Paper bottles

Paper wine bottles use an outer shell made of cardboard and an inner lining made of a waterproof material to contain the liquid.

when in rome
Pic: When In Rome

One of the most notable developments comes from UK wine brand When In Rome​, which is already offering a paper wine bottle from Frugalpac in addition to its bag-in-box and canned wine formats.

This has a carbon footprint 84% lower than a glass bottle, says the company.

Elsewhere, brands such as Absolut​, Carlsberg​and Johnnie Walker​ are also working on paper bottles.

“These packages are very worthy of trial, and it will be fascinating to see if consumer are willing to buy it (and keep buying it),"​ say Watson and Rannekleiv. "There are significant scalability issues for now, and usability issues (don’t get the outer packaging wet!), but resolving those challenges won’t even matter until we have consumer acceptance.”

Think creative

The basic similarly of bag-in-box and paper bottles (both of which are essentially a cardboard container with an inner lining) illustrates the need to think outside the bottle when it comes to developing new formats. In the on-trade, for example, kegged wine could be a promising way to serve up wine.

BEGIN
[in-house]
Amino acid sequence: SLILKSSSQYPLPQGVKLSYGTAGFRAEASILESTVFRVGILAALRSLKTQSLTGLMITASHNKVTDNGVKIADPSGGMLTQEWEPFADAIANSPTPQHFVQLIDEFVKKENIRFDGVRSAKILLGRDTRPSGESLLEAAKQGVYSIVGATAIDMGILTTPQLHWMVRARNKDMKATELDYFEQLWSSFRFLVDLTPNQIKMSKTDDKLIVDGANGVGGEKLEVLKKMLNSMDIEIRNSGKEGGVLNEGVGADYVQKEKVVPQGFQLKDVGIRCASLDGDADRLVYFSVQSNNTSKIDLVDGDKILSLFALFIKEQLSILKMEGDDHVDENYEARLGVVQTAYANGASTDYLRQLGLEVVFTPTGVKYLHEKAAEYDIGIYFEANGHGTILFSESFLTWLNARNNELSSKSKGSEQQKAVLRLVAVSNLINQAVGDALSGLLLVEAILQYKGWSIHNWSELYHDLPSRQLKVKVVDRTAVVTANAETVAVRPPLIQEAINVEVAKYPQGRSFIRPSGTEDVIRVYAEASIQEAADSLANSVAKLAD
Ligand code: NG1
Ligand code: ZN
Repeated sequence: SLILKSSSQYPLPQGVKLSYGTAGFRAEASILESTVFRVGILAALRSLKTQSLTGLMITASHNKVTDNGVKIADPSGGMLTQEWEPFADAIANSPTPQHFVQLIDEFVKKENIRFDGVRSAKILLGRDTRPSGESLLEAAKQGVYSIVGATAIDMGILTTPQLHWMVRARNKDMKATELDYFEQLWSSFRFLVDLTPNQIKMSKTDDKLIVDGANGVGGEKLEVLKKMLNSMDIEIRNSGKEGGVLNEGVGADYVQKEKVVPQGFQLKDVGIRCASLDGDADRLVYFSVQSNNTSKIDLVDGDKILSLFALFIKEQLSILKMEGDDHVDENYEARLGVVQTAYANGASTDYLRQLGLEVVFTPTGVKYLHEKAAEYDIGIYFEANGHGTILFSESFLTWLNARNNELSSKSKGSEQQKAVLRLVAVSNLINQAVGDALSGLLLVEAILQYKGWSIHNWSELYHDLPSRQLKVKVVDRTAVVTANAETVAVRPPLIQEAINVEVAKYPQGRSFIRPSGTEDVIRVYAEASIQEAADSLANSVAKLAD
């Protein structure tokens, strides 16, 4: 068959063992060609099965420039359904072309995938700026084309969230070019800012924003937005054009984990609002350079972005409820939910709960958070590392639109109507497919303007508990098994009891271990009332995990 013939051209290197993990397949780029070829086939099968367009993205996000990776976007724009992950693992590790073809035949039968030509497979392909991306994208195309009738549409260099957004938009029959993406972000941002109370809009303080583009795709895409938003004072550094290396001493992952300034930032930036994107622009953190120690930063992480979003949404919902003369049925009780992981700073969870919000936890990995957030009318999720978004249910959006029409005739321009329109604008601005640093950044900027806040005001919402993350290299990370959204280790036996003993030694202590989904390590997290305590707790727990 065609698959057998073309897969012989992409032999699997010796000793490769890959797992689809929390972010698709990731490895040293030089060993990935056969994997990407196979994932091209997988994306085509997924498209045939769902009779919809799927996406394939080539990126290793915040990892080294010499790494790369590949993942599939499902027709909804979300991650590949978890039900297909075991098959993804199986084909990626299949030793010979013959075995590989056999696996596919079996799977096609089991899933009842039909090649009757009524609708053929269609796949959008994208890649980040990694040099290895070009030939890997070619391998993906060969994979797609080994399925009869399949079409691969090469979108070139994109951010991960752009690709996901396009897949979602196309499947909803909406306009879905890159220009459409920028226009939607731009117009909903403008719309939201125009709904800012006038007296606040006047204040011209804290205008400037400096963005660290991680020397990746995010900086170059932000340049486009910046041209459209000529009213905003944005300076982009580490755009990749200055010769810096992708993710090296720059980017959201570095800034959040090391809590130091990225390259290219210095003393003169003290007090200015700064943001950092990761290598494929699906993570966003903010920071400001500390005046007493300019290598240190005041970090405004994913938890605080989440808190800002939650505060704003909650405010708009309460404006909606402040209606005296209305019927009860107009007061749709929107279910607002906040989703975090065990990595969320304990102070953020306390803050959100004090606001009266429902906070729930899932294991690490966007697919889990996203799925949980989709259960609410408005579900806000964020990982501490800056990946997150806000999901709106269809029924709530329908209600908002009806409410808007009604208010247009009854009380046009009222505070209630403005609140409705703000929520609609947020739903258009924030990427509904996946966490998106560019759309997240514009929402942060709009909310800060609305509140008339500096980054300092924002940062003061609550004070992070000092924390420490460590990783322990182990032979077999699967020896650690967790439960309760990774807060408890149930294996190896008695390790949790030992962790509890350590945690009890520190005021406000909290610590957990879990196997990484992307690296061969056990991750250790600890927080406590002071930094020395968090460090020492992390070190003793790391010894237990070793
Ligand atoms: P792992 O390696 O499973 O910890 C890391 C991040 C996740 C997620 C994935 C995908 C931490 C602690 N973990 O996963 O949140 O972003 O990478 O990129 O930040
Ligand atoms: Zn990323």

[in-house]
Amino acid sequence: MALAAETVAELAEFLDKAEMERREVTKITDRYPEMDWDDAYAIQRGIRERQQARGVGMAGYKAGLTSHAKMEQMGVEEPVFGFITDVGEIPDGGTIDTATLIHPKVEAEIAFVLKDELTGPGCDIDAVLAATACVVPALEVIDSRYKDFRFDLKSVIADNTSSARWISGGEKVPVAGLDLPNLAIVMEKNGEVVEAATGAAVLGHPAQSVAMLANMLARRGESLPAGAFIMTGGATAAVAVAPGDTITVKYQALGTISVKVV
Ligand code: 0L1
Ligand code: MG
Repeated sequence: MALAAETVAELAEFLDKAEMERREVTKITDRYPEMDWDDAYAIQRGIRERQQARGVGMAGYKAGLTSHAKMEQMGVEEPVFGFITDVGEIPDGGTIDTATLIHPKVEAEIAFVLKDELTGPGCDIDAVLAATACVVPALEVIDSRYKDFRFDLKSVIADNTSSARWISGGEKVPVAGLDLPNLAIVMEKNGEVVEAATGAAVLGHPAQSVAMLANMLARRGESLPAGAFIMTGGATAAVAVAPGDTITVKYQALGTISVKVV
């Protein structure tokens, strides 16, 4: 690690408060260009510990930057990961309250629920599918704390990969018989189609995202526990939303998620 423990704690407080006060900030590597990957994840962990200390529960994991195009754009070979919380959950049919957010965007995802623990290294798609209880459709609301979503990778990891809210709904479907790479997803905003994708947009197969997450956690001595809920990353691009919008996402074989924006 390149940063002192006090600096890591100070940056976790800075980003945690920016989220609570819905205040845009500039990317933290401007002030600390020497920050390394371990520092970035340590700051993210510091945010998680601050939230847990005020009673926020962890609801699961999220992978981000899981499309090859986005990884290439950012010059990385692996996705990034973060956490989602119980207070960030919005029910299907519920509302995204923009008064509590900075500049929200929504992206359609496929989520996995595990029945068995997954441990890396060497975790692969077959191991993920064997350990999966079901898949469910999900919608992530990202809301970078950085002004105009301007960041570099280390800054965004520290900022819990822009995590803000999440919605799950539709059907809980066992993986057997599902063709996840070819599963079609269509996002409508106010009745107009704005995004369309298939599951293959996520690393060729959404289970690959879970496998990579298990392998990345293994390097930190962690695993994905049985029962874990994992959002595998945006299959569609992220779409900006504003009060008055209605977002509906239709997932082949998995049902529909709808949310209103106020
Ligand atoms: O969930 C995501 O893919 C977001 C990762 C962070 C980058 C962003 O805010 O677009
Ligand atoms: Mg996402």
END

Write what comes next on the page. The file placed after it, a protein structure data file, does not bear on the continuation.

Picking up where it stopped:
And perhaps most importantly, all formats have a chance to take a slice of the market, say the Rabobank analysts.

“We think there is more room for creativity and innovation around different types of lined packaging that could further cut costs, reduce emissions and open up new opportunities.

“Moving forward, we believe that rising production costs for glass will incentivize beverage companies to continue exploring new alternatives in order to maintain margins. That said, massive shifts are unlikely to occur in the short term. These may ultimately be achieved by incremental shifts to alternative formats, rather than to one alternative format in particular.”